retail news in context, analysis with attitude

...with brief, occasional, italicized and sometimes gratuitous commentary...

Advertising Age reports how how Unilever has developed a "Real Moments" ad campaign for its Dove Men+Care brand, built on real-life fatherhood scenarios that it hopes will make it stand apart from other campaigns that often depict men as falling in one of three categories - "alpha males with chiseled abs driving high-powered sports cars, guys obsessed with winning the affections of women or buffoon dads."

Says Unilever's Rob Candelino, "We hear from 73% of men that they're falsely or inaccurately depicted in advertising."

I think that Unilever is absolutely right in this observation about how men often are depicted in advertising, and I applaud the decision to try something different. I get frustrated all the time when I see ads that use stereotypes to sell product ... such ads represent lazy thinking and a lack of creativity, in my view. (And yes, I would point out that the ad business, long dominated by men, has been equally lazy or even more so in how it has depicted women in ads. If this is what they mean by equality, I'll pass.)

One recent commercial that I actually like a lot is the one that shows a father playing catch with his young son ... but it ends up that the kid probably isn't going to be very good at throwing a baseball because his father isn't, and is teaching him all the wrong things. I like this commercial, even though it has an unexpected joke at the expense of the dad, because it shows him out there, playing with his kid and trying his best. It is funny without being condescending, and I admire that. The only thing I can't figure out is how it is selling Volkswagens...though maybe it says something that I remember the name of the product being advertised, which I can't say about a lot of ads and commercials.

Business Insider reports that JC Penney is denying that its CEO, Ron Johnson, is on the verge of quitting.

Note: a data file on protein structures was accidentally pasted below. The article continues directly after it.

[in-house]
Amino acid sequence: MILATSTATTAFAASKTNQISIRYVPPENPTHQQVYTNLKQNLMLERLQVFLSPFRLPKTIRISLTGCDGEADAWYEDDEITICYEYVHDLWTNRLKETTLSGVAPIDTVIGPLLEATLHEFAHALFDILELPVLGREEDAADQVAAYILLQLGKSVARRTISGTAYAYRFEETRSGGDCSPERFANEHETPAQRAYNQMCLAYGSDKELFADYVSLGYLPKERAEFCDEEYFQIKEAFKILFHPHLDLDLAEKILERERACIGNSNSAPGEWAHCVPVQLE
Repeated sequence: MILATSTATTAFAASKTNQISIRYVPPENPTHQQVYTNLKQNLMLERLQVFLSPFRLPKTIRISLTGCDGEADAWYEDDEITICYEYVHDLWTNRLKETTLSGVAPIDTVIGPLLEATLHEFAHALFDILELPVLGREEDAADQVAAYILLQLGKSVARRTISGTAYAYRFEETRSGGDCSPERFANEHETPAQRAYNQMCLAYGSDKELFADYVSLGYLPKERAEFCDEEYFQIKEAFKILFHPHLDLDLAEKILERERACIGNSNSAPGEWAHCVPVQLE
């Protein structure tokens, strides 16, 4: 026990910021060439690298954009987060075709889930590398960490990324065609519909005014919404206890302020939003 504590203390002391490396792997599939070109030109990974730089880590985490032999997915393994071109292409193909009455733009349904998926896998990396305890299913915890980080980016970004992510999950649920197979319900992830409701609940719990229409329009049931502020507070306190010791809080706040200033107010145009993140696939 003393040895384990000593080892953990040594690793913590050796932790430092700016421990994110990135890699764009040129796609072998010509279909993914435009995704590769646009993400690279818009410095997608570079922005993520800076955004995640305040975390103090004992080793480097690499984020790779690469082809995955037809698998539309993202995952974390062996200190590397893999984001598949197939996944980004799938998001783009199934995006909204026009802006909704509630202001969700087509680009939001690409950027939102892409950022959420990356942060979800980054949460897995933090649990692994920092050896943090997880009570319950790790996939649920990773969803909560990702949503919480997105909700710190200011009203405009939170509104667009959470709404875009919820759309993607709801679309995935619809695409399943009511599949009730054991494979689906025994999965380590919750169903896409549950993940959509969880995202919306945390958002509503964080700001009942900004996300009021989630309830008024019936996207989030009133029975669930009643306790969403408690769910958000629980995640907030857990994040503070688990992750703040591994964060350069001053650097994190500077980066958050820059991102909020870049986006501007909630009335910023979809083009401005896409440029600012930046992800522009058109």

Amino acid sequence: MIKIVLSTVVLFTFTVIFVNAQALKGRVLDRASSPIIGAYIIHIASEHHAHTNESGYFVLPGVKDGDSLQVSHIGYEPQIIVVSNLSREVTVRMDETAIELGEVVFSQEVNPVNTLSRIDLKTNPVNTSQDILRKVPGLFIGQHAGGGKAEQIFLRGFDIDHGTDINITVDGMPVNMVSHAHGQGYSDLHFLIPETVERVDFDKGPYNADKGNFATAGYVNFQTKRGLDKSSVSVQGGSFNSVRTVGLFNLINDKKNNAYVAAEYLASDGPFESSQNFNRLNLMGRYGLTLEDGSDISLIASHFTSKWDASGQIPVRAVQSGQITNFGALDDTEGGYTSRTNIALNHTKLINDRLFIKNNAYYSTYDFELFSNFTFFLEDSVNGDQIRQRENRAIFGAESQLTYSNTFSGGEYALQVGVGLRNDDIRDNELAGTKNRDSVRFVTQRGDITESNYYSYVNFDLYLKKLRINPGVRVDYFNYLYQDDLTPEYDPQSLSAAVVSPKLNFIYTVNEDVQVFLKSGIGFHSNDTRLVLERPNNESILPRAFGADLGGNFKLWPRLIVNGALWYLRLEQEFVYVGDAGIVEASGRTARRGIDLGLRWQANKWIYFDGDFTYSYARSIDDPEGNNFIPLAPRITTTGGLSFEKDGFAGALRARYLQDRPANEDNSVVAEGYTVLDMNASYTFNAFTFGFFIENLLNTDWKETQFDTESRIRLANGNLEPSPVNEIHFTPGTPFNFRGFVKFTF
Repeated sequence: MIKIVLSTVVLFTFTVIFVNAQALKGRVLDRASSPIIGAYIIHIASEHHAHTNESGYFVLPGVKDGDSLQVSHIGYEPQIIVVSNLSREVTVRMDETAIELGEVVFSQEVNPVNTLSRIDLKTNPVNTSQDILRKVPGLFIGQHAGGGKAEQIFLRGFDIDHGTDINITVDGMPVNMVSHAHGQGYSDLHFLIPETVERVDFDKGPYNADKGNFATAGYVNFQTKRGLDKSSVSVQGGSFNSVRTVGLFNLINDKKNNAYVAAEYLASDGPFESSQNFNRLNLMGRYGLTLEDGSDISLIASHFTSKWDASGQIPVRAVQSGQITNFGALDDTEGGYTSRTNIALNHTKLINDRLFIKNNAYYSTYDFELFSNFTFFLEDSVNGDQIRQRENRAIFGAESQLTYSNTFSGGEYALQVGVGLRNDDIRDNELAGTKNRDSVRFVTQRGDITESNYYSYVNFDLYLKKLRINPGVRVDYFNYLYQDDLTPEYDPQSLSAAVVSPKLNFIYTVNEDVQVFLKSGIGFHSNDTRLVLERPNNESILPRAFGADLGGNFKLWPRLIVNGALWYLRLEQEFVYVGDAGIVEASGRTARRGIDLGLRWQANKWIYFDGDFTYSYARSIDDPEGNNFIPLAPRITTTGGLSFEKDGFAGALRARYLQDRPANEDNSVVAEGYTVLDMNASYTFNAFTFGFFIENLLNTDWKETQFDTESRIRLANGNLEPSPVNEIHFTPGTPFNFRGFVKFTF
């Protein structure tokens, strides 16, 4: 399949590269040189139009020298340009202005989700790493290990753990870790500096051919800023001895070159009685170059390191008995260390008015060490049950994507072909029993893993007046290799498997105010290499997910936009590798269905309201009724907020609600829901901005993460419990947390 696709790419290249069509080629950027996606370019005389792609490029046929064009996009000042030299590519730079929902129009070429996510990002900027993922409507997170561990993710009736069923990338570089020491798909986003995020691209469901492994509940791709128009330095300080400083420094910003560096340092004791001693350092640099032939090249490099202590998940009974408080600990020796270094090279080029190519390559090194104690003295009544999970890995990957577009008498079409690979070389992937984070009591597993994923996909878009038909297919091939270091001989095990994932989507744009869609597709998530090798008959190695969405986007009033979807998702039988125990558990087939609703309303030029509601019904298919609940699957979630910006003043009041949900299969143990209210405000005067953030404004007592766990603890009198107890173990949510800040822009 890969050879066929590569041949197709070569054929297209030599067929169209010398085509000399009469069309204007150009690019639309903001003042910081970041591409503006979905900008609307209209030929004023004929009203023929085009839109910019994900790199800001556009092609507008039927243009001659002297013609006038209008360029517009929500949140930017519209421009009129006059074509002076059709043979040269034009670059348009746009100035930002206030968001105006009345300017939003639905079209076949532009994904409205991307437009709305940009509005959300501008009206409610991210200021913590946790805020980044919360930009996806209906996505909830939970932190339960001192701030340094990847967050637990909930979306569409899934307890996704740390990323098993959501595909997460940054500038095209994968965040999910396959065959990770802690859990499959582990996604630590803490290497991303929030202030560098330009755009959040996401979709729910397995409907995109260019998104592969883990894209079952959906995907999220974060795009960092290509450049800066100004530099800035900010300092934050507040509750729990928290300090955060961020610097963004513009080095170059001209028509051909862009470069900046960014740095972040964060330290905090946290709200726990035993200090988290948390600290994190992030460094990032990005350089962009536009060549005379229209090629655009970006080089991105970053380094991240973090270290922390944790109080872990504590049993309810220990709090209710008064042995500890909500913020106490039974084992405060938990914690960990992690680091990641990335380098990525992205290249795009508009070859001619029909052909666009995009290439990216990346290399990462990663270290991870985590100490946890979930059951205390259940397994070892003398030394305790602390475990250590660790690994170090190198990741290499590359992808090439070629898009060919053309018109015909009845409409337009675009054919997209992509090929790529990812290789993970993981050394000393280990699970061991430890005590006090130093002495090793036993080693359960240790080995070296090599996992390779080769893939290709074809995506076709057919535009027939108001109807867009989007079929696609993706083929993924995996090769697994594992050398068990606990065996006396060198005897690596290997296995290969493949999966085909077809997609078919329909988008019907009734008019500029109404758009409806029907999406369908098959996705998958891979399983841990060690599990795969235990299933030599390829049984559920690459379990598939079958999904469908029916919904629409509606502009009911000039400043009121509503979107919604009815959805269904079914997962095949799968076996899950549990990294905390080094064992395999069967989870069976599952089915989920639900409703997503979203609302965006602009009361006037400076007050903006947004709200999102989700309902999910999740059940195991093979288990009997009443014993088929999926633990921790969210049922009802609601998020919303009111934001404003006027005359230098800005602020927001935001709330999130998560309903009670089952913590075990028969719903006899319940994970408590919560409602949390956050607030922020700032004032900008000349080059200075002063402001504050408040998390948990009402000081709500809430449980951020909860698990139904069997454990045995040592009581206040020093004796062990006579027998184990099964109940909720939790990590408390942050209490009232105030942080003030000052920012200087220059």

The rumors emerged - and sparked a stock rally for JC Penney - as the retailer continues to lose market share and sales and Johnson faces growing criticism because of his attempt to turn the company around via an EDLP program that pretty much eliminated sales and promotions.

• The New York Times reports that Twinkies manufacturer "Hostess Brands, the now bankrupt owner of the cream-filled confections, agreed on Tuesday to sell the snacks — along with Ho Hos, Sno Balls and Dolly Madison Zingers — to two investment firms with a shared history of corporate turnarounds."

According to the story, "The new owners will be Apollo Global Management and Metropoulos & Company, which owns Pabst Blue Ribbon and Vlasic pickles. C. Dean Metropoulos, the food industry veteran who leads the firm that bears his name, is expected to become the chief executive of the snack business.
The deal includes five Hostess factories, which the buyers hope to restart so to begin restocking shore shelves by the summer. And the new company will almost certainly feature the Hostess name."

The deal is worth $410 million. The two firms submitted their joint bid several months ago, and other companies were then able to compete with their own offers. But none did, and Apollo and Metropoulos won the day.
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